Reducing cholesterol levels is attainable for many people through simple changes in diet and lifestyle. The American Heart Association recommends a combination of healthy meal choices and adequate physical activity as a first step in lowering damaging LDL (low-density lipoprotein) cholesterol and increasing beneficial HDL (high-density lipoprotein) cholesterol. Additionally, avoiding cigarette smoke, drinking only in moderation if at all, and maintaining a healthy weight can lead to significant changes in total blood cholesterol levels.
Things You'll Need
- Fruits and vegetables
- Lean meat
- Fish and poultry
- Whole grains
- Low-fat or fat-free dairy
All foods from animal sources contain saturated fat and tend to be higher in cholesterol. Limit red meat as much as possible, favoring leaner protein sources such as chicken, fish and legumes. Eliminate trans-fats entirely. Trans-fats are created when oil is hydrogenised, and it raises LDL cholesterol. Trans-fats are found in baked and fried foods as well as peanut butter and other processed foods.
Increase omega-3 fatty acids in your diet. Omega-3 fats raise HDL cholesterol, which lowers harmful LDL, when eaten as part of a low-fat diet. Good sources of omega-3s include salmon, tuna, sardines, nuts, seeds and beans. Fish oil and flaxseed oil supplements are another good source of omega-3s.
Consume foods that raise HDL cholesterol. Mayo Clinic reports that foods fortified with plant sterols, such as beta-sitosterol and sitostanol, may have a positive effect on blood cholesterol. Similarly, foods rich in niacin, one of the B vitamins, can raise HDL cholesterol levels up to 35 percent. Good sources are lean meat, chicken and fish, low-fat or fat-free dairy products and enriched breads and cereals.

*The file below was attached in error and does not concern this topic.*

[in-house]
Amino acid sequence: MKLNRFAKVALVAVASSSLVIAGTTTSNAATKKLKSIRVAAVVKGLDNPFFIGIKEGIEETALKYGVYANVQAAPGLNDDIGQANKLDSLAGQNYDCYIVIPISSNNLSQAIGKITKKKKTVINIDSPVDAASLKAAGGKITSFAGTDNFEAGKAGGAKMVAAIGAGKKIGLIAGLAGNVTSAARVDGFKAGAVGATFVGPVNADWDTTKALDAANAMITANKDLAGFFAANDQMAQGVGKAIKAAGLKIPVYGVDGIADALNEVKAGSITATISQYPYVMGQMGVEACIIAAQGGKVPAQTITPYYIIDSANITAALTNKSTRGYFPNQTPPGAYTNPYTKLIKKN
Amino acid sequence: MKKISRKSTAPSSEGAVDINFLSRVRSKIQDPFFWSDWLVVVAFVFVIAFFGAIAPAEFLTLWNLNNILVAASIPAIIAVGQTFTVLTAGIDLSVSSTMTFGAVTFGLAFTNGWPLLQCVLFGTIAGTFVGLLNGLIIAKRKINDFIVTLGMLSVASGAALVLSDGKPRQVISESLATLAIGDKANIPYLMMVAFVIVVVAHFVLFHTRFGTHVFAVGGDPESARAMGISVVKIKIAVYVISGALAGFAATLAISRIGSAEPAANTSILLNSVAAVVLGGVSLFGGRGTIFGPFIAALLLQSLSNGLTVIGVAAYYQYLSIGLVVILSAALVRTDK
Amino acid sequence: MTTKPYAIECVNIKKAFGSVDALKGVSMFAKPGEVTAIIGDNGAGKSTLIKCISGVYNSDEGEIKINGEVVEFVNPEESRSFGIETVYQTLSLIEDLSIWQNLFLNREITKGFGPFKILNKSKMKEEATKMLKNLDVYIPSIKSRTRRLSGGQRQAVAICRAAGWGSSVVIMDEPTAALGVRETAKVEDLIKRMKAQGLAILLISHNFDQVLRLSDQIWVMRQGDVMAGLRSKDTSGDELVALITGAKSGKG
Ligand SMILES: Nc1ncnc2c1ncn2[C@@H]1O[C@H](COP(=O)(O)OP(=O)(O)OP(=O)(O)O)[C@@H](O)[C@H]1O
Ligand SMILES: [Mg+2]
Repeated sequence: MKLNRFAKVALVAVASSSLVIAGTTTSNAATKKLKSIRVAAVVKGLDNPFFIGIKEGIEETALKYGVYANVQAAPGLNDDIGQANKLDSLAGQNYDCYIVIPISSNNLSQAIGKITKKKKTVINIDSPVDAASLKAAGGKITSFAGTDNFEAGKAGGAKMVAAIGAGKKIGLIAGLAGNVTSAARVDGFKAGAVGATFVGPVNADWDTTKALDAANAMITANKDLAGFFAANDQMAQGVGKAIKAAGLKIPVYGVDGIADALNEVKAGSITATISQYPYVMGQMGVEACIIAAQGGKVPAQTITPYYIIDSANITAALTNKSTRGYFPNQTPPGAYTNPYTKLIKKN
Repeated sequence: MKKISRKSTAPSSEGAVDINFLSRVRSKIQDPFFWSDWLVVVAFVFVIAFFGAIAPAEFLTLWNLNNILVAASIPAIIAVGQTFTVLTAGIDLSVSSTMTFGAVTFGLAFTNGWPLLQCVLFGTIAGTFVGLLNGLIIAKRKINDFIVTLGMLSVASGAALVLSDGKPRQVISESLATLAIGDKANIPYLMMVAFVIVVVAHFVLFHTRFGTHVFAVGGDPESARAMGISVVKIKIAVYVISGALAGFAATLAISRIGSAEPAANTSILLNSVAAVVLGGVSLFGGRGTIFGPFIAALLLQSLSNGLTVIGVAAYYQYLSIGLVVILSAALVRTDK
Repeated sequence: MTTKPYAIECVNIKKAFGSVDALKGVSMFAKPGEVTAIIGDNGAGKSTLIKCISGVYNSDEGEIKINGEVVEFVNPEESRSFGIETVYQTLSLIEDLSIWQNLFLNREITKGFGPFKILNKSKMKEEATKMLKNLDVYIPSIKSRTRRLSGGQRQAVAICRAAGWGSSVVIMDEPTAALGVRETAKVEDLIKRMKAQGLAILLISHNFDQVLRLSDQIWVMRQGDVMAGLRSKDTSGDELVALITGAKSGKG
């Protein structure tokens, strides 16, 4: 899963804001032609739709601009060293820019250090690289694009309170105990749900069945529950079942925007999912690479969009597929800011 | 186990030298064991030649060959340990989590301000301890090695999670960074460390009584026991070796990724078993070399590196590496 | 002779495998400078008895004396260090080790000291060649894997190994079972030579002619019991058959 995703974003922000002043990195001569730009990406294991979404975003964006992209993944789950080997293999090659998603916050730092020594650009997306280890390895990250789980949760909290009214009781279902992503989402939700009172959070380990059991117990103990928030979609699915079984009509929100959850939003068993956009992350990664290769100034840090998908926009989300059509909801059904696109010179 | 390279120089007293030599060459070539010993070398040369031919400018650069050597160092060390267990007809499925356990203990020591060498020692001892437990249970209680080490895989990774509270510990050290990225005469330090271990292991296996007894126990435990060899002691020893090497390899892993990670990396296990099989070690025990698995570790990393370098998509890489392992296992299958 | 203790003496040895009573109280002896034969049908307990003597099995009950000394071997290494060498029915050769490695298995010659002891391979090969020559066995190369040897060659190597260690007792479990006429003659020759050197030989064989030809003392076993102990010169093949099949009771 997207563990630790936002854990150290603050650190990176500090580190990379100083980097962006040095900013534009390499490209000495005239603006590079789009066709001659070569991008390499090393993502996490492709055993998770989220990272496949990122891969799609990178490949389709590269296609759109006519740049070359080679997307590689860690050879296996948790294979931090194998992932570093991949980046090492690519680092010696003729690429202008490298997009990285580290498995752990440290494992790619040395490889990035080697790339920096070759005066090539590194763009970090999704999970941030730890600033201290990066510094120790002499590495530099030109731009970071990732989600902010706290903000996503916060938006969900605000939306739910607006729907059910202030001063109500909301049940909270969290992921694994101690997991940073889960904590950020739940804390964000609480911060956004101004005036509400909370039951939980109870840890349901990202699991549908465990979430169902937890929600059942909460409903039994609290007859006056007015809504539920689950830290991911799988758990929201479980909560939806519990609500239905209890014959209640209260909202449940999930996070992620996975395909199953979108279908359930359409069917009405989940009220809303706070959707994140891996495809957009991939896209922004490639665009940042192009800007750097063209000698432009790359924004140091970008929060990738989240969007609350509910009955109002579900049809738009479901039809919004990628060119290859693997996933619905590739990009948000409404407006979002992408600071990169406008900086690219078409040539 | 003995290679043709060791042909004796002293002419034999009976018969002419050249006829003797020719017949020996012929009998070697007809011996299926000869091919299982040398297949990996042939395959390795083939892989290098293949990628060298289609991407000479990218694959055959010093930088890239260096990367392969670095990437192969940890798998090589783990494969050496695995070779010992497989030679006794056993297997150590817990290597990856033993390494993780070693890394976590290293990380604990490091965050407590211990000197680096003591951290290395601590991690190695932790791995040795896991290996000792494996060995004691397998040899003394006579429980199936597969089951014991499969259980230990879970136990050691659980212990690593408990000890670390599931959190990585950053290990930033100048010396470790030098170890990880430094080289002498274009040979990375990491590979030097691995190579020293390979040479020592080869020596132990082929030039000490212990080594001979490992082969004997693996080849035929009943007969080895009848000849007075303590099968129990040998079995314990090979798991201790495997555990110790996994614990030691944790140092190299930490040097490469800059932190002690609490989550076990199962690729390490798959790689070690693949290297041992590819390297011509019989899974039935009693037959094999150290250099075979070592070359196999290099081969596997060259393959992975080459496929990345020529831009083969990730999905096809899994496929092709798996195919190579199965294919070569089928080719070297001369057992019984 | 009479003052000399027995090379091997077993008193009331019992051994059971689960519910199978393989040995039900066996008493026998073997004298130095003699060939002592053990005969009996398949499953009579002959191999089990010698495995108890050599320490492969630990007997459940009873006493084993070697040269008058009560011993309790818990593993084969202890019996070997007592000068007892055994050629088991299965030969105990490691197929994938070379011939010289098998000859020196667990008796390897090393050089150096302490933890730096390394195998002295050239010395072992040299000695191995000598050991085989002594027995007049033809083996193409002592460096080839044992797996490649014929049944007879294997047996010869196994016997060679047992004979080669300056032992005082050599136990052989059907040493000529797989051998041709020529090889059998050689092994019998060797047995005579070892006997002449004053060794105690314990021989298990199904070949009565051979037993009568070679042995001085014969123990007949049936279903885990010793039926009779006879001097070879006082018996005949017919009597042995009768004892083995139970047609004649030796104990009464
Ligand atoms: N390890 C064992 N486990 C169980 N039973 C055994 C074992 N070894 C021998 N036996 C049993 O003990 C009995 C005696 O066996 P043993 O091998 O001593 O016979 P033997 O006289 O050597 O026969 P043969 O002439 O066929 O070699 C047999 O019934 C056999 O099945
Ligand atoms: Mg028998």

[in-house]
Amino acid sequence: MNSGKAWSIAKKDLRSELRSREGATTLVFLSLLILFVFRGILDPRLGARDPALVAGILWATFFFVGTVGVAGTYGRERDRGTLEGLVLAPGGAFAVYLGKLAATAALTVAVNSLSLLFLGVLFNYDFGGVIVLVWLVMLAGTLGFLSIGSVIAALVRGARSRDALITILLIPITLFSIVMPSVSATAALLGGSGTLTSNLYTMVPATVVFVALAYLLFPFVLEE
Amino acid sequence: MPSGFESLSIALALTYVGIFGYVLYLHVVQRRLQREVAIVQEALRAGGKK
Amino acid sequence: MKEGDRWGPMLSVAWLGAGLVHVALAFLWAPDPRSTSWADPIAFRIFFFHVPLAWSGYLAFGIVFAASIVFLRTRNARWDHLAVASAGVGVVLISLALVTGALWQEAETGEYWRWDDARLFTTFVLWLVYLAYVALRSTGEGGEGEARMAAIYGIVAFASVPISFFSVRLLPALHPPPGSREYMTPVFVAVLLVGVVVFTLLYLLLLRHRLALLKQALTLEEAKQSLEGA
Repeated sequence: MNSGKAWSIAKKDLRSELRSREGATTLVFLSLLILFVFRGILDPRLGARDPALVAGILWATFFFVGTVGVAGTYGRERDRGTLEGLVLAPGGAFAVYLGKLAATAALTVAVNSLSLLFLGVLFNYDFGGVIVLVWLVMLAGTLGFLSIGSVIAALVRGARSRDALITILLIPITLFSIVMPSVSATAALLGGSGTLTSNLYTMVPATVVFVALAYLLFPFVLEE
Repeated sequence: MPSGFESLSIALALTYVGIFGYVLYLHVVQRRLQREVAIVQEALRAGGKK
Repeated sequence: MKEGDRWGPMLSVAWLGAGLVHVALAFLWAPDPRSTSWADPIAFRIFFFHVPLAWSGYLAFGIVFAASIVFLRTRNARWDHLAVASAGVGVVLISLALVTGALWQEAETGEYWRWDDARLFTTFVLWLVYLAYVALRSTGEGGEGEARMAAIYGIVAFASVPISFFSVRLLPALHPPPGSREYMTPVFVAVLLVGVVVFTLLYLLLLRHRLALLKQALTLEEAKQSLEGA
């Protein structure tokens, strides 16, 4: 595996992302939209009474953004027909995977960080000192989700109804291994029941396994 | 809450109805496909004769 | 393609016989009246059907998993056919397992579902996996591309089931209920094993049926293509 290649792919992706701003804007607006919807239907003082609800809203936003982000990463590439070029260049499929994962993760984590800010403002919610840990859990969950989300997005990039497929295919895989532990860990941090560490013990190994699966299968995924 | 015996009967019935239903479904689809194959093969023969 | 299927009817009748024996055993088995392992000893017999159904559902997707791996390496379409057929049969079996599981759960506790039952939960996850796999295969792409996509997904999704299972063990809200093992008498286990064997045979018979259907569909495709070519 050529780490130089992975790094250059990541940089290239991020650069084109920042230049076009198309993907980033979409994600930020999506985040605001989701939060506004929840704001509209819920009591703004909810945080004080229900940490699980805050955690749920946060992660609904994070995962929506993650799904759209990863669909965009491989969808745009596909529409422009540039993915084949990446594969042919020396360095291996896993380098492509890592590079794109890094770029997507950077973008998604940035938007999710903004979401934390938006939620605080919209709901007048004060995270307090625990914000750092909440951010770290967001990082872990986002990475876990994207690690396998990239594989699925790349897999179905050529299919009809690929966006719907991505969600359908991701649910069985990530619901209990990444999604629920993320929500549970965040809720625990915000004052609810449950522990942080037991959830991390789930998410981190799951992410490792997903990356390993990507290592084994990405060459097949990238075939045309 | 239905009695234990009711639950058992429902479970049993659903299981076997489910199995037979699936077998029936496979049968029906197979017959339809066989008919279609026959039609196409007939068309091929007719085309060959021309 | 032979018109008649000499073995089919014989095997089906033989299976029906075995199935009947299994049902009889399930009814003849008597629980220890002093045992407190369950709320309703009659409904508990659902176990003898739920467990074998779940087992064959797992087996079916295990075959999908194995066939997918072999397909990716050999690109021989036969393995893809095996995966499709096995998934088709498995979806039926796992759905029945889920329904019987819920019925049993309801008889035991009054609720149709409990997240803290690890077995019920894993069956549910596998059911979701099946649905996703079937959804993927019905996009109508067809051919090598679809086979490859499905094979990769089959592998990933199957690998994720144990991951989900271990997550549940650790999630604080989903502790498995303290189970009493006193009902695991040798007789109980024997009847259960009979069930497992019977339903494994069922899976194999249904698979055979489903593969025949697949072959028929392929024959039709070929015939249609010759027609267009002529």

Increase foods that lower LDL cholesterol. Foods containing soluble fiber provide many health benefits, including its ability to lower the amount of dietary cholesterol absorbed by the intestines. Good sources are whole grains, fruits and vegetables and nuts.
Get active. Aerobic exercise can raise HDL cholesterol 5 percent. As the exercise reduces your weight, your HDL level will improve even more. Mayo Clinic recommends at least 30 minutes of physical activity at least five days per week. Walking, swimming, or even yard work count, as long as the activity raises your heart rate.
Increase your antioxidant intake. Antioxidants are vitamins and other phytonutrients that neutralize the hazardous effects of free radicals. Fruits and vegetables have high levels of antioxidants and are considered essential in maintaining heart health, lowering blood pressure and reducing LDL cholesterol. The American Heart Association recommends five servings per day each of fruits and vegetables. Mayo Clinic suggests that pomegranate juice is much higher in antioxidants than other fruit juices and may play a role in lowering LDL cholesterol.